American Airlines has new partnerships coming online with JetBlue and Alaska Airlines. Normally we think of these sorts of partnerships as reducing competition, but there are two ways this will increase competition.
- Alaska and JetBlue are strong in places where American is weak. Combined they’ll be strong enough to be viable in markets like New York where Delta and United are bigger than either competitor separately. Alaska is already strong in Seattle, but lacks its own long haul route network.
- Alaska and JetBlue offer better inflight products than American Airlines on domestic and short haul routes. Customers can easily choose to fly JetBlue or Alaska instead of American on routes where there’s overlap or where flying either involves a connection. With coordinated codeshares, rather than metal-neutral revenue-sharing joint ventures, American still needs customers to fly its own metal. That means the partnership may spur American to improve its inflight product (or fall behind).
JetBlue offers a little more legroom, free internet and seat back TVs. American Airlines doesn’t even have a date for bringing back live TV streaming to customer devices, and they’ve just started a test of free Facebook messenger on a subset of their fleet. JetBlue’s business class (Mint) on domestic and short haul international is far superior to what American offers in seat, catering and service.
An @AlaskaAir flight attendant just moved her own bag out of an overhead bin to make room for a first class passenger's bag up front. That. Actually. Happened. In. Real. Life.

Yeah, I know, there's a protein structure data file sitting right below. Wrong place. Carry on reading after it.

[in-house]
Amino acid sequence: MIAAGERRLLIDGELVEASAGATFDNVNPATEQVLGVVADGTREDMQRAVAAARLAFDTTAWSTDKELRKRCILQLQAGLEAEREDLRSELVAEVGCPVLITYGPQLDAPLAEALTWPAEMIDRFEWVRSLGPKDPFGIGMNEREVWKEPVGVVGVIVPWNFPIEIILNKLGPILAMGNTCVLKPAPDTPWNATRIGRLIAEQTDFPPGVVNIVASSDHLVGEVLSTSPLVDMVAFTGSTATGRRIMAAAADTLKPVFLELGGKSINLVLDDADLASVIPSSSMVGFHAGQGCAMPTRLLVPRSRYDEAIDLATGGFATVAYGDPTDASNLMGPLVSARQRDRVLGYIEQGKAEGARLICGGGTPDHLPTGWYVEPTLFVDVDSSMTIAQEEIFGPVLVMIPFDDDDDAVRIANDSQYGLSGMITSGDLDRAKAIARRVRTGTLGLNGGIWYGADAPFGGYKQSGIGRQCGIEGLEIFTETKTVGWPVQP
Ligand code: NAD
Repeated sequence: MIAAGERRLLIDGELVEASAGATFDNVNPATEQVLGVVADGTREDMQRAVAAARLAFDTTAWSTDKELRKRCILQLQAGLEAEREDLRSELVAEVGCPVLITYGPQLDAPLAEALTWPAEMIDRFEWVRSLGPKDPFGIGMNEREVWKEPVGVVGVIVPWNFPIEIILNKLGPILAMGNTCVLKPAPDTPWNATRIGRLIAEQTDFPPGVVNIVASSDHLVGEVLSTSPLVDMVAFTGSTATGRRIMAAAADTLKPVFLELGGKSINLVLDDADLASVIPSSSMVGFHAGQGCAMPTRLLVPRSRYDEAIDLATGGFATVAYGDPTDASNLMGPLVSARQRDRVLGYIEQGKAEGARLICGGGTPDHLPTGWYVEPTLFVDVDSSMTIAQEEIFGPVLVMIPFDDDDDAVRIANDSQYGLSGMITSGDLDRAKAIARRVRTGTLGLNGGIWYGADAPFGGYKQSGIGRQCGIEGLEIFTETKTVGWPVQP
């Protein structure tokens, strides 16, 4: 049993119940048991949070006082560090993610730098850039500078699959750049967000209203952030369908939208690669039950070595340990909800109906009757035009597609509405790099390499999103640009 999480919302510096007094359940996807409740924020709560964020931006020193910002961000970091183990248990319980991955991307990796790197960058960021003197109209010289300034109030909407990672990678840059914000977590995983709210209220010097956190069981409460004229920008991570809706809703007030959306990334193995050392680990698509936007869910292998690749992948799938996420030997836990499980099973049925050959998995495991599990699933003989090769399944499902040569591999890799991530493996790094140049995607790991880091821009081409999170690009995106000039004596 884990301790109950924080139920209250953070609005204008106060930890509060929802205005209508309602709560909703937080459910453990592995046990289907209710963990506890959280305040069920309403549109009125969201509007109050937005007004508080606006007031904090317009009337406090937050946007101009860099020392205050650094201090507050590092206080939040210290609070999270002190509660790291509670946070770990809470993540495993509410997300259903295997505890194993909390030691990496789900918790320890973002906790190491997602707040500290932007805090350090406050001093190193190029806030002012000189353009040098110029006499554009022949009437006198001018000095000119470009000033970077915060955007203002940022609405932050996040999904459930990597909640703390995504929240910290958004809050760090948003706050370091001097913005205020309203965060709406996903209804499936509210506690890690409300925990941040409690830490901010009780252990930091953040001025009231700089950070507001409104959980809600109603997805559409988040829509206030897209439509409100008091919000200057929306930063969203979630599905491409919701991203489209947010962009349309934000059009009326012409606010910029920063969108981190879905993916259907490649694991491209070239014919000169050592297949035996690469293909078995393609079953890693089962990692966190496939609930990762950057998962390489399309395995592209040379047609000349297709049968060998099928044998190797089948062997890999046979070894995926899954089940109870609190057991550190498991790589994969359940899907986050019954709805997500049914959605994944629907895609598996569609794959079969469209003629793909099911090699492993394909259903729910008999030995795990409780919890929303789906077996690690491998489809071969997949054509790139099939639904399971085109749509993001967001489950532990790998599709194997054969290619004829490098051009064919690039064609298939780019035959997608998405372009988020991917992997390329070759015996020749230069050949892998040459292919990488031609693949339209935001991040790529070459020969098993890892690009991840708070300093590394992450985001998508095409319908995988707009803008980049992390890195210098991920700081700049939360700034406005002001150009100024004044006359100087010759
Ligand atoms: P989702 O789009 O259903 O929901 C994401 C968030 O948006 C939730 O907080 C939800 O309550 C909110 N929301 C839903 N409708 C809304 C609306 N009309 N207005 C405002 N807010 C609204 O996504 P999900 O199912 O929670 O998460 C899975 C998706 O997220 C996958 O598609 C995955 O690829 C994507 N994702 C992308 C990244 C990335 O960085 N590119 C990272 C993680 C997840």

— gary leff (@garyleff) May 2, 2019
Alaska Airlines offers better domestic first class seats, better food up front, and friendlier service. And customers get more room too.
- An Alaska Airlines Boeing 737-800 has 159 seats.
- American Airlines is taking their 737-800s with 160 seats and adding 12 seats to them. Each customer gets less space on the aircraft.
JetBlue was in cost-cutting mode before the pandemic. It’s possible that the partnership brings everyone down to American’s product. But there’s no reason to expect that. What’s the mechanism that would encourage JetBlue to remove seat back video after 20 years?
I’m looking forward to the partnerships that will allow American Airlines AAdvantage elites to continue earning status while opting out of flying American’s new domestic ‘Oasis’ product. And if enough customers make that choice, American might reconsider key elements of the new domestic product which they were rumored to be doing a year and a half ago.